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# Built Up Steel Box

## Built Up Steel Box

(OP)
I am having some trouble coming up with a way to analyze a built up steel box.

The box is 5'-0"x5'-0" x 2'-0" tall. It is comprised of 3/8" thick plate with 1/2" thick floor plate and has 1/2" angles at each corner.

My objective is to determine how many of these boxes can be stacked on top of one another...ie, compression strength of the side plates.

I have tried looking at it through AISC Section E7 but I believe my math is getting screwed around. Also, I am not sure whether the provisions of torsional and flexural torsional buckling apply in this situation or just flexural buckling.

Anyone have experience analyzing built up members using this specification?

PE, SE
Eastern United States

"If a builder builds a house for someone, and does not construct it properly, and the house which he built falls in and kills its owner, then that builder shall be put to death!"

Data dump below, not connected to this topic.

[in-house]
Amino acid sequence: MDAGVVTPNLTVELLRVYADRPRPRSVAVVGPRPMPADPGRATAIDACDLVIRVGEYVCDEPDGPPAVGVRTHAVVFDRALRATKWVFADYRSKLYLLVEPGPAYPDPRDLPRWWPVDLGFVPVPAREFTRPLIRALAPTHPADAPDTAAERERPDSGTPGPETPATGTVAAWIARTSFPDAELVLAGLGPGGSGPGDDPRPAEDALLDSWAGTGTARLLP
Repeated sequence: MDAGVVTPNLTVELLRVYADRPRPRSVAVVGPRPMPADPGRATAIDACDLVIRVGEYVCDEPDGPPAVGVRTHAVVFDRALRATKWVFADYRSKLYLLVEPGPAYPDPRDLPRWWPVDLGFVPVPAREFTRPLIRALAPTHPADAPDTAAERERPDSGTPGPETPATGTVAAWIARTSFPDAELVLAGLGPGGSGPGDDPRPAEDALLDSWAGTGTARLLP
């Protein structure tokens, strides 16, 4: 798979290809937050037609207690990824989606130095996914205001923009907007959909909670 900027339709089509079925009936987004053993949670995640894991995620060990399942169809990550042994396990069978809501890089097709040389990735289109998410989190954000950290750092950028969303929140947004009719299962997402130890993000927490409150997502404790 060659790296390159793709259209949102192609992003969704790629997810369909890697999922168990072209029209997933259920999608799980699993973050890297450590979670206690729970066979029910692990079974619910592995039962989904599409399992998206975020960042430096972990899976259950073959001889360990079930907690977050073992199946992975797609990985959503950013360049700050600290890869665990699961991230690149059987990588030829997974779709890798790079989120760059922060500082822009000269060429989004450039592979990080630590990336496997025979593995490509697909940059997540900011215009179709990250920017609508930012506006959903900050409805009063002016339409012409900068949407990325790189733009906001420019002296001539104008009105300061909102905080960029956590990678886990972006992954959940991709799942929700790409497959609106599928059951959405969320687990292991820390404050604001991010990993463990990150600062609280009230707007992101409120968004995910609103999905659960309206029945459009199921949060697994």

~Code of Hammurabi

### RE: Built Up Steel Box

Are you just stacking the boxes and not making a rigid connection between adjacent boxes? If that's the case then you just need to determine the capacity of the bottom box as a built-up compression member. You could treat the corner angles as the primary components and consider the plates as battens (might be too conservative; or just take it as a rectangular column. You could determine the capacity of one plate assuming it's supported on two edges. Roarke should have a formula.

Based on your description I don't see flexural buckling as coming into play.

### RE: Built Up Steel Box

Sounds like local crippling of the plates may be your limit state of failure. What in God's name is this for. If I didn't see your P.E. and S.E. I would have thought you were a sneaky student trying to solve homework problems! :)

If I got paid for every hour I worked, I'd be a wealthy man.

### RE: Built Up Steel Box

DNV 2.7-1 may provide some help.

Petrotrim Services
www.petrotrim.com

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